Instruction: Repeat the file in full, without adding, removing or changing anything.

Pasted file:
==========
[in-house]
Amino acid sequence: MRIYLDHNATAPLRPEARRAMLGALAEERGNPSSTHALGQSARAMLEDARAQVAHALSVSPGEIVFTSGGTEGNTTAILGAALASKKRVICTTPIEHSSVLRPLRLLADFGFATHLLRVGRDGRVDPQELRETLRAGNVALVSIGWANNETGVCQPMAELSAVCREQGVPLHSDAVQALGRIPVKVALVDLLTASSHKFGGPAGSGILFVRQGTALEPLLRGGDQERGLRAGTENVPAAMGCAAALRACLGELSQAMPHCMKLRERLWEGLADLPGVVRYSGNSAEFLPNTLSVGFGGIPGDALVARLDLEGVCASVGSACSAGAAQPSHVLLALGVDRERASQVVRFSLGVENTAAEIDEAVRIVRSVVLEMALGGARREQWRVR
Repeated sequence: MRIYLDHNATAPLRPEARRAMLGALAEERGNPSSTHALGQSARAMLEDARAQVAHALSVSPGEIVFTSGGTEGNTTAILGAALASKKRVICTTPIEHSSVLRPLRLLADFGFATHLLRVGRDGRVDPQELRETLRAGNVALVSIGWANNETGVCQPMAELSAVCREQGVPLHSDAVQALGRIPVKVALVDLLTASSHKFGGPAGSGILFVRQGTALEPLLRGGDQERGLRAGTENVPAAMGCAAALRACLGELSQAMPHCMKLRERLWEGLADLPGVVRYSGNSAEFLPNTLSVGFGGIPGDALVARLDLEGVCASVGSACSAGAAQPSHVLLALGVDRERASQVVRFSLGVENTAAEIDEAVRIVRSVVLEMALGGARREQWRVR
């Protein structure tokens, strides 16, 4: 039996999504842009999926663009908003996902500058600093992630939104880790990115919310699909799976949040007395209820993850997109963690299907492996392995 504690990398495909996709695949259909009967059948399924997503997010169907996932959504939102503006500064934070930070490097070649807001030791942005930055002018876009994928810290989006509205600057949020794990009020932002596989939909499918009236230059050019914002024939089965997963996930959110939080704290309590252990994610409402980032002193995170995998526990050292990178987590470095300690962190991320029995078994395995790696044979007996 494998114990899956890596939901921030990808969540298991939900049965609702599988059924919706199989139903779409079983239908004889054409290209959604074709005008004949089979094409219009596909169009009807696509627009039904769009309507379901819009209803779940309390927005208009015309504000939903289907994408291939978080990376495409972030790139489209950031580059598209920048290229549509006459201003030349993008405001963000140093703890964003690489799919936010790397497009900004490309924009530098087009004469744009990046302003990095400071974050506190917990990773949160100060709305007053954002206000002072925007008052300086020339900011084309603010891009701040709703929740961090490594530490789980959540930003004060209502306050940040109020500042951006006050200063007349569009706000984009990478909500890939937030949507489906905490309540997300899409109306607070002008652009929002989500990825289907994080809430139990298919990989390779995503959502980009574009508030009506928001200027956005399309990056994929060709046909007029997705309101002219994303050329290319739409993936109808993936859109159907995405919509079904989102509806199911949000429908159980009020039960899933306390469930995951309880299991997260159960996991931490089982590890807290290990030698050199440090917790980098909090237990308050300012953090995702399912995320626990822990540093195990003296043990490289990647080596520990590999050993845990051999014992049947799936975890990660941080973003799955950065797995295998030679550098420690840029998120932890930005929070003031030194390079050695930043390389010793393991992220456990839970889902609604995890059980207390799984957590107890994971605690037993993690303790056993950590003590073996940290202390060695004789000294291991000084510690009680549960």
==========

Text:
[in-house]
Amino acid sequence: MRIYLDHNATAPLRPEARRAMLGALAEERGNPSSTHALGQSARAMLEDARAQVAHALSVSPGEIVFTSGGTEGNTTAILGAALASKKRVICTTPIEHSSVLRPLRLLADFGFATHLLRVGRDGRVDPQELRETLRAGNVALVSIGWANNETGVCQPMAELSAVCREQGVPLHSDAVQALGRIPVKVALVDLLTASSHKFGGPAGSGILFVRQGTALEPLLRGGDQERGLRAGTENVPAAMGCAAALRACLGELSQAMPHCMKLRERLWEGLADLPGVVRYSGNSAEFLPNTLSVGFGGIPGDALVARLDLEGVCASVGSACSAGAAQPSHVLLALGVDRERASQVVRFSLGVENTAAEIDEAVRIVRSVVLEMALGGARREQWRVR
Repeated sequence: MRIYLDHNATAPLRPEARRAMLGALAEERGNPSSTHALGQSARAMLEDARAQVAHALSVSPGEIVFTSGGTEGNTTAILGAALASKKRVICTTPIEHSSVLRPLRLLADFGFATHLLRVGRDGRVDPQELRETLRAGNVALVSIGWANNETGVCQPMAELSAVCREQGVPLHSDAVQALGRIPVKVALVDLLTASSHKFGGPAGSGILFVRQGTALEPLLRGGDQERGLRAGTENVPAAMGCAAALRACLGELSQAMPHCMKLRERLWEGLADLPGVVRYSGNSAEFLPNTLSVGFGGIPGDALVARLDLEGVCASVGSACSAGAAQPSHVLLALGVDRERASQVVRFSLGVENTAAEIDEAVRIVRSVVLEMALGGARREQWRVR
């Protein structure tokens, strides 16, 4: 039996999504842009999926663009908003996902500058600093992630939104880790990115919310699909799976949040007395209820993850997109963690299907492996392995 504690990398495909996709695949259909009967059948399924997503997010169907996932959504939102503006500064934070930070490097070649807001030791942005930055002018876009994928810290989006509205600057949020794990009020932002596989939909499918009236230059050019914002024939089965997963996930959110939080704290309590252990994610409402980032002193995170995998526990050292990178987590470095300690962190991320029995078994395995790696044979007996 494998114990899956890596939901921030990808969540298991939900049965609702599988059924919706199989139903779409079983239908004889054409290209959604074709005008004949089979094409219009596909169009009807696509627009039904769009309507379901819009209803779940309390927005208009015309504000939903289907994408291939978080990376495409972030790139489209950031580059598209920048290229549509006459201003030349993008405001963000140093703890964003690489799919936010790397497009900004490309924009530098087009004469744009990046302003990095400071974050506190917990990773949160100060709305007053954002206000002072925007008052300086020339900011084309603010891009701040709703929740961090490594530490789980959540930003004060209502306050940040109020500042951006006050200063007349569009706000984009990478909500890939937030949507489906905490309540997300899409109306607070002008652009929002989500990825289907994080809430139990298919990989390779995503959502980009574009508030009506928001200027956005399309990056994929060709046909007029997705309101002219994303050329290319739409993936109808993936859109159907995405919509079904989102509806199911949000429908159980009020039960899933306390469930995951309880299991997260159960996991931490089982590890807290290990030698050199440090917790980098909090237990308050300012953090995702399912995320626990822990540093195990003296043990490289990647080596520990590999050993845990051999014992049947799936975890990660941080973003799955950065797995295998030679550098420690840029998120932890930005929070003031030194390079050695930043390389010793393991992220456990839970889902609604995890059980207390799984957590107890994971605690037993993690303790056993950590003590073996940290202390060695004789000294291991000084510690009680549960």